Superior Hiking Trail: Kingsbury Creek

The Superior Hiking Trail Association works together with the Duluth City Parks and the North Country Trail Association to maintain over 300 miles of footpath along the North Shore of Lake Superior in Minnesota. I recently became a member of the SHTA because I want to do my part to make sure that the trail will be there for years to come. There was an event at the Lake Superior Zoo to educate volunteers about the organization. I was glad I went so that I have a better idea of who they are, what they do, and what needs to be done. It was fun that the meeting was in the Pavilion at the zoo. Kingsbury Creek runs through the property and there are stone bridges creating lovely landscapes. After the meeting I walked around looking at bridges, rocks, water, and animals. It was a perfect morning.

Stone bridge, rocks, water, winter, tree in foreground.
Kingsbury Creek inside Lake Superior Zoo in Duluth, Minnesota

They had some trail experts give them feedback about the current structure of the trail. One of the observations was that much of the trail is made simply by people walking on it. It reminded me about the book I am reading, “We Make the Road by Walking” by Brian McLaren. Same idea. Whether you are talking about a physical path or a metaphorical life path, the more you walk along the same route, the more defined the trail and the easier it is for others to follow. Hmmm. There is another idea for a future post. I have a long list now in the “drafts” section of this blog. Feel free to mention in the comments any topics I said I would revisit.

Walking path in snow through woods
An example of a trail made by walking. This one is actually in Hartley Park, Duluth. Don’t step off to the side, you will sink into the snow up to your knees.

They also said that their new guiding phrase regarding the trail is “Keep water off and people on”. I did not know until recently that if you happen upon a patch of mud on the trail, you are supposed to walk right through it, not around it. Walking around it makes it wider and causes damage to the trail. Maybe I should not put away my snow boots yet. They are tall and waterproof, they can be mud boots. I am glad that efforts are underway to prevent the mud from forming in the first place.

One of the perks of membership in SHTA is a set of updated maps. It would have been good for me to check the section near the zoo before I set off on a hike from there. I used my phone and Google maps. I kept my blue dot on the line that said Superior Hiking Trail, but most of the time it looked like this:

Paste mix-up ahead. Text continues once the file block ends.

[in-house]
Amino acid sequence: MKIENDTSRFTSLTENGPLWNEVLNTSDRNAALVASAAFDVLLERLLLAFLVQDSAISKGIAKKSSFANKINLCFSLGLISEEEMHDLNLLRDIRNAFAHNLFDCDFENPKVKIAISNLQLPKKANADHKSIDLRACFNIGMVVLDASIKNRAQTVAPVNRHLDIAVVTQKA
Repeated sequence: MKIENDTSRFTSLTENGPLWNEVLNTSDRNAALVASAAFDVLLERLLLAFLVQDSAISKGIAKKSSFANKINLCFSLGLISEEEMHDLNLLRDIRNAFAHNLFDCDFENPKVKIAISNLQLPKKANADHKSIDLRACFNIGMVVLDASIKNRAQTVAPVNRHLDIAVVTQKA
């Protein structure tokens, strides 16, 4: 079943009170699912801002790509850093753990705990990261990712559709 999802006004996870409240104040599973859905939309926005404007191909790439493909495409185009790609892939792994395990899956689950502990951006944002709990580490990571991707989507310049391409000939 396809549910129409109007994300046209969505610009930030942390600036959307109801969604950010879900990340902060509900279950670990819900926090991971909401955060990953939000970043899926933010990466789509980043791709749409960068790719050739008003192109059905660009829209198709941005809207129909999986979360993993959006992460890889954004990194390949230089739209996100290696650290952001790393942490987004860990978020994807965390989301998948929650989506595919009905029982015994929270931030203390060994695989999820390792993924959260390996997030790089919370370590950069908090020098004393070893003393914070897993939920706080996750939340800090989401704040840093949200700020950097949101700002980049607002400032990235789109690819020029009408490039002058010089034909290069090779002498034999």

footprints and branches in snow
Old section of Superior Hiking Trail near Kingsbury Creek

It did not take long for me to realize that Google maps was outdated regarding this section of trail. I decided to keep going to the next intersection and then take the wider trail back to the parking lot. My reward for going this way was a bench next to a cedar tree and a beautiful spot to sketch the river. This was probably put there by SHTA volunteers years ago. Thank you!

green mittens on a wood bench next to trees and a river with snow in the background
A place to rest along Kingsbury Creek
screenshot of map of trail out of Fairmont Park
The place to rest and sketch. Fairmount Park is north of the Lake Superior Zoo.

I thought I would be back on the current trail when I got to the intersection. It looked like this:

Snow covered bridge out.
According to Google maps, this is the intersection of Superior Hiking Trail and Old Thompson Hill Road.

On the way back I noticed the very clearly marked intersection of the Superior Hiking Trail and Old Thompson Hill Road. On the way up I guess I either did not believe it, or I just wanted to follow the map on my phone and see what happened. It was a fun adventure. I submitted an update to Google maps, we will see what happens.

wood bridge and snow and trees
Intersection of Old Thompson Hill Road and Superior Hiking Trail facing west.
Intersection of Old Thompson Hill Road and Superior Hiking Trail facing east.
I submitted this to Google maps as the intersection with the Superior Hiking Trail

Each time it is time for me to hit the “publish” button, I decide which of the drafts is the best one so far. I have not had a post about a specific section of trail lately, and this information may be helpful to others. Let me know if this was helpful to you!

2 responses to “Superior Hiking Trail: Kingsbury Creek”

  1. Nice photos! Thanks for sharing!


  2. Great news! Google maps already added my suggestion. It now has that intersection point labeled as “Superior Hiking Trail Reroute”. I am not sure how to communicate the line of the new route to them. Anyone out there have a suggestion?


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